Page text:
In the meantime my daughter was casting and retrieving a small Panther Martin spinner, which was brightly colored due to the murky water conditions.  Within 15 minutes she had landed a small lake trout.  I realize this might sound strange, a lake trout being in a small river like the Swan River, but be were fishing a couple of hundred yards from Flathead Lake.  And Flathead Lake is renowned for it's lake trout population.  You see, at this time of the year when the river is as high as it is, small lake trout will often run up the river in search of an easy meal.

I kept fishing my mini jig and although I wasn't getting hardly any bites from the area's I could reach with my short fishing rod, I did manage to hook and land a lake trout also.  And mine was quite nice, not by lake trout standards mind you, but by the size of the gear I was using.  The one I caught measured almost 24 inches and was quite heavy.  I would guess 5 or so pounds.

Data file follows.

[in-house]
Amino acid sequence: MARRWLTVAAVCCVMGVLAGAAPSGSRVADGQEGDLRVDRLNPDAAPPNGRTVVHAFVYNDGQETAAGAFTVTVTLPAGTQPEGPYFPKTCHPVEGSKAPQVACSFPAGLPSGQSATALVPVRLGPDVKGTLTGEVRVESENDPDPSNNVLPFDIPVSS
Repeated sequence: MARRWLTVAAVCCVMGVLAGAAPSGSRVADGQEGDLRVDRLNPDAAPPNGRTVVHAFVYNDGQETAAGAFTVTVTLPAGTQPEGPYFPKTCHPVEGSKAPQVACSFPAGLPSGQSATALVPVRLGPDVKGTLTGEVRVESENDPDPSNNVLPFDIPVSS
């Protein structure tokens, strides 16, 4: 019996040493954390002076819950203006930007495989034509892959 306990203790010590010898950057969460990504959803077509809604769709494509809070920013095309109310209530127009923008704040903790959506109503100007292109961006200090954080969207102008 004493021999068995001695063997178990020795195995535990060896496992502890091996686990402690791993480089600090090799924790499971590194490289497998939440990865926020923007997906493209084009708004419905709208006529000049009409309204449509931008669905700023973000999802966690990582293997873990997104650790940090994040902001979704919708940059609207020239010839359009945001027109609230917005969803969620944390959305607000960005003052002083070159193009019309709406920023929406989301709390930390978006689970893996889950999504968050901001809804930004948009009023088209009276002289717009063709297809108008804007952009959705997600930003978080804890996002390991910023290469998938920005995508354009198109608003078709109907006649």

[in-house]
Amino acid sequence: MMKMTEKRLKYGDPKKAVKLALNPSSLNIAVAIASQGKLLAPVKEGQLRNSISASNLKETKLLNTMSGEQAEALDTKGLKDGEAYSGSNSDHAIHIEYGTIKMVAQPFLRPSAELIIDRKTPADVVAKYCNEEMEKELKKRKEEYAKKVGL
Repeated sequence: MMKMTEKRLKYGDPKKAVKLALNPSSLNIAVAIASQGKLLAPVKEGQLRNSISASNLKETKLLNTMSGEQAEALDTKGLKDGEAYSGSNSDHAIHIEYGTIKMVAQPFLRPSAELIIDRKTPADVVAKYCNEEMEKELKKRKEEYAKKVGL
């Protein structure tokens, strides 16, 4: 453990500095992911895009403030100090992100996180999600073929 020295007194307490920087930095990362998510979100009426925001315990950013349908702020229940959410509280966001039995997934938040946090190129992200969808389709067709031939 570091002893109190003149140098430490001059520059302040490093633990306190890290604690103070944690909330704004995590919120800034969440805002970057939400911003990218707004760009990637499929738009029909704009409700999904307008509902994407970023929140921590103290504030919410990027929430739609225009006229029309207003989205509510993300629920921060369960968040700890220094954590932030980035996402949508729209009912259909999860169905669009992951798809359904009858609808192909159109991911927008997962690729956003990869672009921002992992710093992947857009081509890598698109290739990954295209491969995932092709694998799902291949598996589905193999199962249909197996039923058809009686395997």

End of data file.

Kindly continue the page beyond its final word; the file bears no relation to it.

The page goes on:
Although the rainbow trout weren't cooperating, at least the lake trout did and all in all it was a decent little day on the water.  And since this particular spot was new to me, I got some good reconisence in for the next time, when I guarantee you I will have my seven foot rod, so that I can cast to the really good looking trout water that I couldn't quite reach on this particular day. 

Wednesday, May 31, 2017

Drift Fishing For Trout In High Water Conditions